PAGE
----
ABB’s digital transformation of Gold Fields in Australia’s Granny Smith Gold Mine
ABB has deployed digitalisation to shine a light into the largely opaque world of underground mining. Being listed among the AFR BOSS Most Innovative Companies in 2021 further illuminates this.
Innovation means little unless it is applied and can be scaled to benefit an organisation as a whole or, in the case of the digital mine, an entire industry and ultimately the world. ABB Australia has been recognised in the Australian Financial Review BOSS Most Innovative Companies 2021 list for its cutting-edge collaboration with global gold miner Gold Fields, to implement one of the world’s most digitally enabled underground mines.
The transformation of Gold Fields bodes well for a resources-hungry world that is simultaneously focused on reducing emissions. For Gold Fields in Australia’s Granny Smith Gold Mine, the flagship for digital transformation across the company’s mine portfolio, it means more efficient and therefore profitable extraction of gold from a mine that has already been operating underground since 2005; and a cleaner environment, as unnecessary equipment and people movements are organised into a seamless workflow.
In October last year, Gold Fields in Australia awarded ABB a $1.1 million contract to digitally optimise mining operations at Granny Smith Gold Mine by implementing and integrating a digital Fleet Management System (FMS) that supports the latest Industry 4.0 interoperability standards.
Operational oversight in underground mines can be “very dark”, says Graeme Ovens, Vice President: Operations at Gold Fields in Australia. Granny Smith, 740 kilometres north-east of Perth, is a mature mining complex, with various mines having been worked there since 1989. The current Wallaby mine, which operated as an open pit from 2001 to 2006, began following its rich seam underground in 2005, and surveys indicate it still has many years of productive life, which justified the business case for modernisation.
Mining companies in Australia are world renowned for their advanced practices. Most mines, says Nik Gresshoff, Head of Mining at ABB Australia, could potentially squeeze only around 1% more productivity from above-ground processes such as milling and concentrating ore. Below the earth’s surface, however, the productivity gains from automating management and scheduling of tasks can be as high as 30%.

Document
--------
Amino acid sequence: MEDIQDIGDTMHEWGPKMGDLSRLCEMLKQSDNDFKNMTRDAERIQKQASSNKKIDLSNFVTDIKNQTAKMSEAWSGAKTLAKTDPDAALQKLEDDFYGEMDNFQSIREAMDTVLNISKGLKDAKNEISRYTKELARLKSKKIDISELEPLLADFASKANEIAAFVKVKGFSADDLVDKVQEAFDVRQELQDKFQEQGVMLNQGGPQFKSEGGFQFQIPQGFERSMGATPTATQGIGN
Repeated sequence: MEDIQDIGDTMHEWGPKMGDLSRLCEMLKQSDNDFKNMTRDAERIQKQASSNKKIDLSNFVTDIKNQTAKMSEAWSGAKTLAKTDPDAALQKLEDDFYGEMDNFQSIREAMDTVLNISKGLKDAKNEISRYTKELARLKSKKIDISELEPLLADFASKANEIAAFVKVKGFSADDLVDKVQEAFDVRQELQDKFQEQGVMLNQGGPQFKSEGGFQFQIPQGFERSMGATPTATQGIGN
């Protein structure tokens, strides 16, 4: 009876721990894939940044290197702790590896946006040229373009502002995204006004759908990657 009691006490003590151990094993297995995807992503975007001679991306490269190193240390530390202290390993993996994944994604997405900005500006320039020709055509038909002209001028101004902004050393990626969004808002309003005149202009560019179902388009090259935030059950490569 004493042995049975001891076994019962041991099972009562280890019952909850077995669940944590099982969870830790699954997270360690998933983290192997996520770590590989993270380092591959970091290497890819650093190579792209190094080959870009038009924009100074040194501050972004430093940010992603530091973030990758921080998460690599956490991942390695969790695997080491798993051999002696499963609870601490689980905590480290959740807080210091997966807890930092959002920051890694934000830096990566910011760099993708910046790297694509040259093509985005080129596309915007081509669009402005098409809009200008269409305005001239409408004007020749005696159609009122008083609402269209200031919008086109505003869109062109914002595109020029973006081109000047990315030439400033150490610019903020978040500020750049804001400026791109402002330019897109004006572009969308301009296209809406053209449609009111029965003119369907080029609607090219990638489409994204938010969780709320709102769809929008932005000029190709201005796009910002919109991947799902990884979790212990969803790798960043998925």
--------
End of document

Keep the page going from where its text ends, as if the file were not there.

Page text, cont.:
The difficulty of enabling wireless communications underground has typically hampered digitalisation of activities below the surface. Gold Fields invested in enabling its own 4G network at Wallaby to Long Term Evolution (LTE) communication standard, which in turn enabled transmission of large volumes of data underground, and from deep in the mine to the surface.
Previously, working with industry-typical radio communications and paper schedules, managers had to routinely build in buffers of time to allow for contingencies in movement of personnel and equipment underground.
Between a rock and a hard place
In mining, each procedure may involve 10 or more different tasks, requiring various pieces of equipment, as well as the specialised employees licensed to operate that machinery. Without oversight of what’s happening underground at any given time, maximising efficiency of personnel and assets is impossible. If equipment breaks down, or a licensed operator is delayed on another procedure, it could take a couple of hours to get new equipment in place, or to bring another operator from the surface to the drill site. Managers couldn’t “see” if there was someone qualified in a nearby tunnel or identify that a team and equipment could be reconfigured to start a different tranche of work while a particular machine was repaired.
Applying ABB’s digital fleet management system, underpinned by the ABB Ability Operations Management System to this scenario is like lifting the lid on an opaque realm and achieving transparency.